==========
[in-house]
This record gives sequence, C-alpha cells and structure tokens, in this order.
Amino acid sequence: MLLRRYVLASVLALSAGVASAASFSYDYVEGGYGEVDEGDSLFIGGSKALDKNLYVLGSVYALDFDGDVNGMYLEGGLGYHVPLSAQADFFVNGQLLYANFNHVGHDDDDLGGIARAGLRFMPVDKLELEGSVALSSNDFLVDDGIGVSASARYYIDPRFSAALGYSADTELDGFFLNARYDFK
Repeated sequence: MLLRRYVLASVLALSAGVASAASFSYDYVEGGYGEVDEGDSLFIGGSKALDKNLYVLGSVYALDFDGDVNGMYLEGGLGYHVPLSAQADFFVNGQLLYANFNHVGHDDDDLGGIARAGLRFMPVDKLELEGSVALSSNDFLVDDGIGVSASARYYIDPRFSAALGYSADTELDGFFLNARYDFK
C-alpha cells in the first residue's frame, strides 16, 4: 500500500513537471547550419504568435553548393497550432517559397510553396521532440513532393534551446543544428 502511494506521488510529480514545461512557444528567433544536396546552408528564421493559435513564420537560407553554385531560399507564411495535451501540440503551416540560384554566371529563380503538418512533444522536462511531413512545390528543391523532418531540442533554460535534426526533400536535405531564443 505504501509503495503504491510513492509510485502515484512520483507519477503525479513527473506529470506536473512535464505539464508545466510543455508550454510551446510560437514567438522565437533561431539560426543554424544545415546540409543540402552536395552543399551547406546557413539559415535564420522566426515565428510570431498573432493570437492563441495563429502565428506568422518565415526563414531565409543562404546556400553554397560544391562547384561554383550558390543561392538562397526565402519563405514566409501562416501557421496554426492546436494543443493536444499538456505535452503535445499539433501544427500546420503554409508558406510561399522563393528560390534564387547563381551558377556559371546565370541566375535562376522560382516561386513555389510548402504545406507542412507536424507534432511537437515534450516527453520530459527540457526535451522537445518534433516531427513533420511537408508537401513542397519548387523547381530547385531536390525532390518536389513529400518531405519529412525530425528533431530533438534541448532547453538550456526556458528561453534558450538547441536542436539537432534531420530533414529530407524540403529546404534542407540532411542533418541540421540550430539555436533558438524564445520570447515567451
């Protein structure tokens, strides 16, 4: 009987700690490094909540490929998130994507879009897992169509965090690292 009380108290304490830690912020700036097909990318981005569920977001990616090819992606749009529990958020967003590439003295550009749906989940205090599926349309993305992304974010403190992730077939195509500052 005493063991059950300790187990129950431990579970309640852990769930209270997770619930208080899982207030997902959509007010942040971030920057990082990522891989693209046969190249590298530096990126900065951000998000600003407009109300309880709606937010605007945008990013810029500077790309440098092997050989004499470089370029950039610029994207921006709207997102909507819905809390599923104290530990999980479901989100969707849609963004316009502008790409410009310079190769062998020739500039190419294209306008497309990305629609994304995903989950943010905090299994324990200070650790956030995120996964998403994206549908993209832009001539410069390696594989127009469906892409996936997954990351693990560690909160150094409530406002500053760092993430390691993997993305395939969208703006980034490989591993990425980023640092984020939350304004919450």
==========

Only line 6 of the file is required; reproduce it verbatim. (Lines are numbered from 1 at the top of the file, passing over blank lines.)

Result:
């Protein structure tokens, strides 16, 4: 009987700690490094909540490929998130994507879009897992169509965090690292 009380108290304490830690912020700036097909990318981005569920977001990616090819992606749009529990958020967003590439003295550009749906989940205090599926349309993305992304974010403190992730077939195509500052 005493063991059950300790187990129950431990579970309640852990769930209270997770619930208080899982207030997902959509007010942040971030920057990082990522891989693209046969190249590298530096990126900065951000998000600003407009109300309880709606937010605007945008990013810029500077790309440098092997050989004499470089370029950039610029994207921006709207997102909507819905809390599923104290530990999980479901989100969707849609963004316009502008790409410009310079190769062998020739500039190419294209306008497309990305629609994304995903989950943010905090299994324990200070650790956030995120996964998403994206549908993209832009001539410069390696594989127009469906892409996936997954990351693990560690909160150094409530406002500053760092993430390691993997993305395939969208703006980034490989591993990425980023640092984020939350304004919450």